Here’s a quick and easy way to turn tofu from bland to delicious. A recipe that will change your perception of tofu!
Crispy Sesame-Crusted Tofu Steaks
Let’s put away some inconvenient truths about tofu. To many people, tofu looks strange. And then there are the weird textures to deal with.
It doesn’t help that the internet is flooded with recipes that use tofu as a meat substitute in traditional dishes, but it doesn’t exactly improve them.Tofu Bolognese and Tofu Cottage Like pie – no! Or try to convince you that the tofu cheesecake is absolutely real and authentic. *She bends down as the vegan is throwing rotten tomatoes all over.*
So what’s the point of tofu?
Well made and delicious. It is he one of the world’s largest sources of vegetable protein. Low calorie, low carb, fresh soy flavor makes this a wonderfully flavorful sponge cake.
So today I’m sharing a simple recipe to get the most out of tofu. The tofu is cut into steaks, sprinkled with sesame seeds and fried until crisp. The crunchiness of the sesame not only accentuates the flavor, but also serves as a coating for the teriyaki sauce. Teriyaki sauce literally squirts into your mouth with every bite – and we love it!
Best Tofu for Tofu Steaks
ofu is very common these days. They come in a wide range of textures and styles, from very soft, creamy, custard-like versions that require careful handling, to firm, almost halloumi-like textures.
To make a tofu steak, you need firm tofu that you can handle like a steak. It should be able to be sliced, sprinkled with sesame seeds, and pan-fried. It is sold under the label of ‘hard tofu’ or ‘hard tofu’.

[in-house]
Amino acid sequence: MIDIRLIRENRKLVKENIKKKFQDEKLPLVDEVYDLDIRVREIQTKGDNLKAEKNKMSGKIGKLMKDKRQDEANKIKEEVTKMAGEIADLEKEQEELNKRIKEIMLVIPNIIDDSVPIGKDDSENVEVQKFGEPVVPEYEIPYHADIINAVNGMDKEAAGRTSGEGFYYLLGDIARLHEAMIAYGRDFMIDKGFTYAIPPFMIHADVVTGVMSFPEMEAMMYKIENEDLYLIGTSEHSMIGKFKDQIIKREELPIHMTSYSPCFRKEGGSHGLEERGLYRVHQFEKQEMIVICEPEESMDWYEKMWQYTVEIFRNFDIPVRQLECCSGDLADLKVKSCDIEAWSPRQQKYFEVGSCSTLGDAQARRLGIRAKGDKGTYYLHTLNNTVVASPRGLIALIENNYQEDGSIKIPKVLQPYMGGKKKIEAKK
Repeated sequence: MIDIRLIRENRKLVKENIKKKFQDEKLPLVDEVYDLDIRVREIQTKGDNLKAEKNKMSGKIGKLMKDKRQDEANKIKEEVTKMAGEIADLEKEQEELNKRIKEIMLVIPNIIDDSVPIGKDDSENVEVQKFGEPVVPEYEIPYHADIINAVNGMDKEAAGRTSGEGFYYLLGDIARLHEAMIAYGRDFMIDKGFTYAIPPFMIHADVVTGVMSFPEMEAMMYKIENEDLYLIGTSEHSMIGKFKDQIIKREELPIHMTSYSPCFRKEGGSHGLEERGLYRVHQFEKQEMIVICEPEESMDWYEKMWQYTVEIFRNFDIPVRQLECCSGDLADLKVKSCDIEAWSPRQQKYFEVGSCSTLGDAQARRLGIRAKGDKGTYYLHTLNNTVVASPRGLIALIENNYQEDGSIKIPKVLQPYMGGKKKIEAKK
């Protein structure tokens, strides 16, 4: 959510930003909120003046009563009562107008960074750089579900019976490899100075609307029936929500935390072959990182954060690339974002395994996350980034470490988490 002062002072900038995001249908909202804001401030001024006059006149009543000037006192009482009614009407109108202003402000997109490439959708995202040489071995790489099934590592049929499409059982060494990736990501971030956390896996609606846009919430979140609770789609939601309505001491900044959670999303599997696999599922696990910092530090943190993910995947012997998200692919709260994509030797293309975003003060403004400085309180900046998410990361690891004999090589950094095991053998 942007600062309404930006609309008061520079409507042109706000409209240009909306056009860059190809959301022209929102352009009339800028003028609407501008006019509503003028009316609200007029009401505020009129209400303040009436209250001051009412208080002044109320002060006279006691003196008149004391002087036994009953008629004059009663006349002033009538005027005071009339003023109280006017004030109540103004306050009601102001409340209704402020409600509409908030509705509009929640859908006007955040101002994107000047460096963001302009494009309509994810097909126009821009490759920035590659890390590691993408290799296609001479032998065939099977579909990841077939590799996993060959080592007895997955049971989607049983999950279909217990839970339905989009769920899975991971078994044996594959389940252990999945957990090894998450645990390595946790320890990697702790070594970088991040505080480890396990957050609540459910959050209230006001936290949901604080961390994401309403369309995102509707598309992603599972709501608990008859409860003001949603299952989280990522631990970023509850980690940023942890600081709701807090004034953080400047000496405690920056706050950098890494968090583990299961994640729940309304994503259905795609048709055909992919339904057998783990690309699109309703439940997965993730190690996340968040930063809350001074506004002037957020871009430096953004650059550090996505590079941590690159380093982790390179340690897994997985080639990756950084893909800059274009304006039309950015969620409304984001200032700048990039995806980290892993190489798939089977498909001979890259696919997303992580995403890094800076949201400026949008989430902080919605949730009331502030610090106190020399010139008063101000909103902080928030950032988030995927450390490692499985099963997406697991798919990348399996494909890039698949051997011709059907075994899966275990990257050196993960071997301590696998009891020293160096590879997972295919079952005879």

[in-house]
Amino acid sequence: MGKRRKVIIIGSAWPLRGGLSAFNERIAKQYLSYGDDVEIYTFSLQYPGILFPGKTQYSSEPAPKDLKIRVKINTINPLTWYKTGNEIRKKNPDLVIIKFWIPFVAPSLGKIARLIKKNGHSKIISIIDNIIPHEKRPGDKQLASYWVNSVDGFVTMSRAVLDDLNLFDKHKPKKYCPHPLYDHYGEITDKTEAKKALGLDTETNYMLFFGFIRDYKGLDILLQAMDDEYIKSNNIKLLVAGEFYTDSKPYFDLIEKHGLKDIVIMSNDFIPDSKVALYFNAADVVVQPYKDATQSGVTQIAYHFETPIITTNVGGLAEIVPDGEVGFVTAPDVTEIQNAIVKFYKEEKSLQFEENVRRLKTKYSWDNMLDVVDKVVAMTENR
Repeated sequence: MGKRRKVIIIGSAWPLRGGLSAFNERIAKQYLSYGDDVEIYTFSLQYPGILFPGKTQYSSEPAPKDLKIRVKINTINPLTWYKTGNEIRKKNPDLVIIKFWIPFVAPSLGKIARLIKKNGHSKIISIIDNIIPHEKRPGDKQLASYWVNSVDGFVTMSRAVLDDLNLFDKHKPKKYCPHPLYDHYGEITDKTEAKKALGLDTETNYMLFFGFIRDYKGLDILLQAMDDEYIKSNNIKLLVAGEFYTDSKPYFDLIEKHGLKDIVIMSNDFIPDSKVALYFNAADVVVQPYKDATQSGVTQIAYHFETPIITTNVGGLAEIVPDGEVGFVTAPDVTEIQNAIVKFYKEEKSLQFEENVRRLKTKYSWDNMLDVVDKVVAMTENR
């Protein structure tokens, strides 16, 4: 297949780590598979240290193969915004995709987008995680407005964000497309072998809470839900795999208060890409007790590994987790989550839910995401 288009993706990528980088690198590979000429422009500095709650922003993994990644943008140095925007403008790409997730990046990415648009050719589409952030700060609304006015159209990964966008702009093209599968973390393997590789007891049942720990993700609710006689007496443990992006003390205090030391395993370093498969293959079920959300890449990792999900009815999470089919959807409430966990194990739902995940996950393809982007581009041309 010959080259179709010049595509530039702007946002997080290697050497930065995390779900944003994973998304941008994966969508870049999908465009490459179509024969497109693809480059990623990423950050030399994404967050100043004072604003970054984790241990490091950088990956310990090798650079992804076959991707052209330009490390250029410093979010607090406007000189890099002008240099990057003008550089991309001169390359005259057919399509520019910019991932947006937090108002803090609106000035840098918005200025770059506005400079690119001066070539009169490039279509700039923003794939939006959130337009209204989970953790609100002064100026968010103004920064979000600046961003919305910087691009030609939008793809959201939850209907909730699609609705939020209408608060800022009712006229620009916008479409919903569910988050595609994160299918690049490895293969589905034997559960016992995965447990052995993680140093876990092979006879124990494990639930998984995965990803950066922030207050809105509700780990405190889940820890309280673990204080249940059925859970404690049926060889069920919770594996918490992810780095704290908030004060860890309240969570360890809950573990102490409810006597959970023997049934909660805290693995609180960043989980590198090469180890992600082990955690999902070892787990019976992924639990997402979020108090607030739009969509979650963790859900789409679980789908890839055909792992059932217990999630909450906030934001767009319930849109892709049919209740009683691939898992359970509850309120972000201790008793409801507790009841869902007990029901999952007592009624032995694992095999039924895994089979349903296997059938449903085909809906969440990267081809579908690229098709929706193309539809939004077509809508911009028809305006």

If you’re confused about the label, it’s easy to see when you pick up the package. If the tofu is hard enough to cut without worrying about it crumbling, this recipe is fine.
Here is the brand of hard tofu I use. This is from Harris Farms (Sydney).
What else you need to make Sesame-Crusted Tofu Steak
- Hard tofu or firm tofu – As described in the above section. Find it at everyday grocery stores or Asian stores.
- Sesame seeds – For the crispy coating. I use a combination of white and black seeds for visual interest. You can use just one or the other, if you prefer.You will need 8 tablespoons of sesame seeds to coat 4 x 100g / 3.5oz steaks. This will seem like a lot, but trust me, you will use it all. We’re talking a big hit of sesame flavour here – and you’ll love it!
- Egg and flour – To stick the sesame seeds to the tofu. Egg is the ultimate food glue!
FOR THE TERIYAKI SAUCE
- Soy sauce – I use Kikkoman for all my Japanese cooking. It’s the most well-known Japanese soy brand and an excellent all rounder. Japanese soy is slightly sweeter and more mild in flavour than Chinese light soy sauce, but the latter will do in a pinch. Otherwise use any other general-purpose soy sauce.DO NOT use anything labelled “dark soy sauce” or “sweet soy sauce” (it will ruin teriyaki sauce!).
- Mirin – Syrupy and golden coloured, mirin is a heavily sweetened type of rice wine with a deep flavour. It features frequently in Japanese food, introducing sweetness to dishes and when reduced gives glazes like teriyaki their sheen. Good brands include Takara, Manjo and Hinode.Avoid very cheap mirin that is not made in Japan which is usually an imitation product (such as Obento brand widely available here in Australia).
- Cooking sake – Rice wine is used liberally in Japanese cooking to add umami and depth. Don’t bother wasting that boutique drinking sake you lugged all the way back from Japan for cooking, though! Cooking sake is much cheaper and perfectly acceptable for use, and these days widely available even at grocery stores.